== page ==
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Adam Garrie

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American 'Progressives' Support Civil Liberties as The Rope Supports The Hanging Man

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In the year 2001, what ought to be called the most controversial legislation in the history of the United States was rapidly passed through Congress with few objections. The Patriot Act was an almost entirely unconstitutional expansion of American governmental power, all of which could be and subsequently has been directed against American citizens who were otherwise entitled to constitutional protections of their lives, liberties and property. Enacted into law just two months shy of the ten year anniversary of the collapse of the Soviet Union, the Patriot Act authorised infringements on the civil liberties of Americans that would make many former Soviet KGB officers blush.

In spite of these epoch making changes to the birth rights of all Americans, Congress was given precious little time to debate the Patriot Act, the corporate media was uncritical of Patriot Act and those who dared to speak out against the Patriot Act were scarcely given any meaningful air time in an age when the internet did exist, but when social media as we know it today, did not.

Making matters more frightening was the fact that had George W. Bush not governed alongside a Congress in which he knew he could gather support for his unconstitutional proposals, he would have likely used executive power to impose the terms of the Patriot Act by declaring a national emergency. The same President Bush that suspended the writ of habeas corpus in order to fill the Guantanamo Bay concentration camp with prisoners would have almost certainly not hesitated to impose the conditions of the Patriot Act on the American people single-handedly, had it come to that. Luckily for him though, Congress did what he wanted and no anti-Congressional executive action was required.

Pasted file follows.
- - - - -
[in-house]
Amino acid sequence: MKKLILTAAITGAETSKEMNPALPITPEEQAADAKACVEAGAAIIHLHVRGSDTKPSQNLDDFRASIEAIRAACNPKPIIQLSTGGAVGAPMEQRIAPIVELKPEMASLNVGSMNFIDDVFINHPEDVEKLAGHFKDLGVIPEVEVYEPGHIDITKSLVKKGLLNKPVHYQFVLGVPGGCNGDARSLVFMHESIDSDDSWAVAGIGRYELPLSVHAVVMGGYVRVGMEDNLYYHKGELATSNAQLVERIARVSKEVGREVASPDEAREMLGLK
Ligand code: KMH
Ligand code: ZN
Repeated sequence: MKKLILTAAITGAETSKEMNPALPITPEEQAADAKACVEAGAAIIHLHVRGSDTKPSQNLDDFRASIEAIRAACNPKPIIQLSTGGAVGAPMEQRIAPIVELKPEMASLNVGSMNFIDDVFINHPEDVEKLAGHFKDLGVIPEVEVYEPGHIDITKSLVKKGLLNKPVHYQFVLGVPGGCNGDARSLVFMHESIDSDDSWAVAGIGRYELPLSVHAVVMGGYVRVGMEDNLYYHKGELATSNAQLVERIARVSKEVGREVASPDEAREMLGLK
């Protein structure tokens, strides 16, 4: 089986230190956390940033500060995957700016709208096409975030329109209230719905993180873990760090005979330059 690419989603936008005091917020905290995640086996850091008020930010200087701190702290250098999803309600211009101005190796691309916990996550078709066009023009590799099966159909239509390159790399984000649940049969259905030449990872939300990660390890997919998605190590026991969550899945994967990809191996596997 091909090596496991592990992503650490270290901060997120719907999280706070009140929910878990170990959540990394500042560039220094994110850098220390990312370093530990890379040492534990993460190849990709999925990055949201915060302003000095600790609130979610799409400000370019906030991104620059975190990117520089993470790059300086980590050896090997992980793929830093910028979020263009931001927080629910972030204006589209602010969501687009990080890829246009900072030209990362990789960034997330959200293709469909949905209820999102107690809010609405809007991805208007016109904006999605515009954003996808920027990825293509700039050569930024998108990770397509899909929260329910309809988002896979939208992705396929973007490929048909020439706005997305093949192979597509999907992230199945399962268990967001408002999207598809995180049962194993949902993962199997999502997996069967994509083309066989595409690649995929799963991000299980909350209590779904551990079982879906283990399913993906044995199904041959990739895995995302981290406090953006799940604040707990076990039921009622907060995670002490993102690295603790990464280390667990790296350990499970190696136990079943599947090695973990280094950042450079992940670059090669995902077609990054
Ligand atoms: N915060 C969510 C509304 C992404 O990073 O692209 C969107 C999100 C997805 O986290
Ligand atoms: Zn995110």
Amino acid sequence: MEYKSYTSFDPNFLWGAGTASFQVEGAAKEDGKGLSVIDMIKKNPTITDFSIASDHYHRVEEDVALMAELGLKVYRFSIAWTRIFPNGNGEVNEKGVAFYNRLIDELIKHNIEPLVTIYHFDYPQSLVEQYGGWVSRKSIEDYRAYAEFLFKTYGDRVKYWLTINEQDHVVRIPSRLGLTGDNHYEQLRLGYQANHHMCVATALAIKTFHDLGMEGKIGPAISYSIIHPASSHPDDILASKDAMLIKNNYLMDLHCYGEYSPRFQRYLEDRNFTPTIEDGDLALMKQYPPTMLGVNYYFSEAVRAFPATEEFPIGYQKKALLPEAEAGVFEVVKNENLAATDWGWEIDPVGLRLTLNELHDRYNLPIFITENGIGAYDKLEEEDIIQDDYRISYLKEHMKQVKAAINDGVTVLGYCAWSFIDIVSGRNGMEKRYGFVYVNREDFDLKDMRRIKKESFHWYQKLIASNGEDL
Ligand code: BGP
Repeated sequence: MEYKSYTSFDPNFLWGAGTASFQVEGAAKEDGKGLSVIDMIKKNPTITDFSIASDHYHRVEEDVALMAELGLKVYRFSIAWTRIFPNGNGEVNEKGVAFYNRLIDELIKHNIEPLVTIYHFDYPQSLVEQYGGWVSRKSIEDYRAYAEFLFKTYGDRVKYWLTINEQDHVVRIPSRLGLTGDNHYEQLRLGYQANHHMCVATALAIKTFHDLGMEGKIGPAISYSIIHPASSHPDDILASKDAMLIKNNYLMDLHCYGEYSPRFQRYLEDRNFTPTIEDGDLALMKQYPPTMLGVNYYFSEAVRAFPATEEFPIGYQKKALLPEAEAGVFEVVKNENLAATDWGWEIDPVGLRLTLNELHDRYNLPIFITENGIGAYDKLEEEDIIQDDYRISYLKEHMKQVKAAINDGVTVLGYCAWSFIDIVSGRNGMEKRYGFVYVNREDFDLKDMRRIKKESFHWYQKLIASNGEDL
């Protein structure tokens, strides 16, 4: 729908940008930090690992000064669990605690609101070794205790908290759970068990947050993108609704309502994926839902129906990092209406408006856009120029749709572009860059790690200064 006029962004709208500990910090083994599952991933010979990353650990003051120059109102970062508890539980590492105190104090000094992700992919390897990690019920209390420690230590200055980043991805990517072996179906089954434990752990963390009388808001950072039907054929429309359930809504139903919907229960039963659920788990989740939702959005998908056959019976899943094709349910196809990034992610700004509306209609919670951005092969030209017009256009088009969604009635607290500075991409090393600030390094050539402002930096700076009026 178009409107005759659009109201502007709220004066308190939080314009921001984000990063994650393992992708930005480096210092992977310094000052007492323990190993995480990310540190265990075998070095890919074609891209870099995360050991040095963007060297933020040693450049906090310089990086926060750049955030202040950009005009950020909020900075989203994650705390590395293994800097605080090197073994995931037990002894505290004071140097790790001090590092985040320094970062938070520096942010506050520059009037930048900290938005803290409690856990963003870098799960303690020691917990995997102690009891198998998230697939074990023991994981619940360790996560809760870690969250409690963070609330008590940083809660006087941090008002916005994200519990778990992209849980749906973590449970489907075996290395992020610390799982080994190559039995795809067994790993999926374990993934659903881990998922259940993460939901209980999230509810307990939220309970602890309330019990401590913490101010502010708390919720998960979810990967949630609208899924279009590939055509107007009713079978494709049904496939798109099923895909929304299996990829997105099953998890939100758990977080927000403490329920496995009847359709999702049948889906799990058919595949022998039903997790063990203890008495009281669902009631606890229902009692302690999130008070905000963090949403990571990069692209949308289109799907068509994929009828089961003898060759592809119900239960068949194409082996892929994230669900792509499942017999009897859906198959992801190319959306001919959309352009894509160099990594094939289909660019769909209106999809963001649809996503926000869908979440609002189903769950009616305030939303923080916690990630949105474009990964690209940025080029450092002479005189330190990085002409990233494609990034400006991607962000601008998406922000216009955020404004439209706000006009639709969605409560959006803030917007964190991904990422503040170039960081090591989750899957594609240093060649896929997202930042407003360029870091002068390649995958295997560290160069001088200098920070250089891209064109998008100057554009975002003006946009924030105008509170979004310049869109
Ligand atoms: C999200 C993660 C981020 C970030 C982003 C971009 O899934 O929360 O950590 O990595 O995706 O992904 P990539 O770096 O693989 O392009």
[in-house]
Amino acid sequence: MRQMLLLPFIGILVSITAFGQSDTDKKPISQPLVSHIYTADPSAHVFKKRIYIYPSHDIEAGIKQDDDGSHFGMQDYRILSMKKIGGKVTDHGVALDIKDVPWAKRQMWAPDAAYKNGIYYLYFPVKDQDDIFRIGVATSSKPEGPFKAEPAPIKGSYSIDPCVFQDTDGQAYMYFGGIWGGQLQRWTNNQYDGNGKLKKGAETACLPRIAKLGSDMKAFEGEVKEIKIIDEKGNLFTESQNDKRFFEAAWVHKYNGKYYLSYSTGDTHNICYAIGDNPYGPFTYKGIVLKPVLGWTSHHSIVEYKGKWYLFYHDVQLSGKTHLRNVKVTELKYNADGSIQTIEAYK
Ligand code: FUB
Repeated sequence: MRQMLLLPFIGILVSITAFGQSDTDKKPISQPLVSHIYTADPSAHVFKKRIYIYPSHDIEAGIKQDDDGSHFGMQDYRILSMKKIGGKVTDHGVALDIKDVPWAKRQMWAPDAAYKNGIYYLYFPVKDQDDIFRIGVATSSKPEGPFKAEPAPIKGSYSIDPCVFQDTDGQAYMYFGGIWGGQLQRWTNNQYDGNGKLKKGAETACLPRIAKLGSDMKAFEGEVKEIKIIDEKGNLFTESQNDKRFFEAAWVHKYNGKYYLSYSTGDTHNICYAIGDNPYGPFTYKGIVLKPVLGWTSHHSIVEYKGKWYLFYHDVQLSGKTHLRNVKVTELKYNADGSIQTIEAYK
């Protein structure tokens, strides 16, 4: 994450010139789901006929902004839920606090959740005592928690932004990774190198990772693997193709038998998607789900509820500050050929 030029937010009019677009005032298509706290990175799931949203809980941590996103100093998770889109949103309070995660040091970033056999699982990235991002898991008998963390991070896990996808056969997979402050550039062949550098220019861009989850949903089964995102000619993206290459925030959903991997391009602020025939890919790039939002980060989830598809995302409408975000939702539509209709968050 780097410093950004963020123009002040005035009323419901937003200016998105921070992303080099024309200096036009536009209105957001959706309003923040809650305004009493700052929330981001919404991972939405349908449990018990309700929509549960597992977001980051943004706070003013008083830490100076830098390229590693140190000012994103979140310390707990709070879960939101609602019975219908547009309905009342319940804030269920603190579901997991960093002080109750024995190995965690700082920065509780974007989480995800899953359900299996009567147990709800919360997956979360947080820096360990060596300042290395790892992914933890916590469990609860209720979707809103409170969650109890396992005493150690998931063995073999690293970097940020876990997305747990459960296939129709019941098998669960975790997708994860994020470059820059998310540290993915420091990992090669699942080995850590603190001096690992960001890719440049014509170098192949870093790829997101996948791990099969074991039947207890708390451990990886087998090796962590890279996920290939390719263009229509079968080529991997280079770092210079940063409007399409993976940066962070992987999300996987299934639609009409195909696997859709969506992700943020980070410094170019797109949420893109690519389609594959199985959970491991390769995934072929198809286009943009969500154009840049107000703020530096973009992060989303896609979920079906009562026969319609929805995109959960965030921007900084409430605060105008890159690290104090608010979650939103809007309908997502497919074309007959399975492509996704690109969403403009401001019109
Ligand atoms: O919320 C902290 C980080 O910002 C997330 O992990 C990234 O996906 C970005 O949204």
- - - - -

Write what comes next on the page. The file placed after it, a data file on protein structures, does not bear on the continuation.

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Understanding State Propaganda From The USSR to The USA

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While the de jure role of state sponsored propaganda is to convince a population to adopt a certain line of thinking on the issues of the day, the de facto function of state sponsored propaganda is rather different. In a society in which even a sizeable minority of the public are capable of critical thinking, few will immediately believe everything they are told, even if they can’t quite put their figure on a specific point of contention.

Because of that, in educated societies as the Soviet Union’s was, state propaganda serves a purpose of alerting people as to what they are forbidden to disagree with in public. In other words, if the official state line as delivered through state sanctioned newspapers, radio and television is that the economy is booming, people are being paid well and on time and that the new housing stock is superior to any other in the world – the authors of such propaganda do not expect those who are under-paid, living in mediocre housing and unable to elevate themselves into a higher living standard, to believe the self-evident nonsense that forms the core of the propaganda.

Instead, as part of the political requirement for society not to fall apart, it is expected that in private, people will complain to their friends and family about the fact that the economy is poor, people are stuck in dead end jobs and that housing is substandard, but that in public one will refrain from voicing these thoughts, because if they did, they would lose their job at a state owned factory, lose their state pension and if they took their message of opposition to greater heights, they could even receive a visit from the police.
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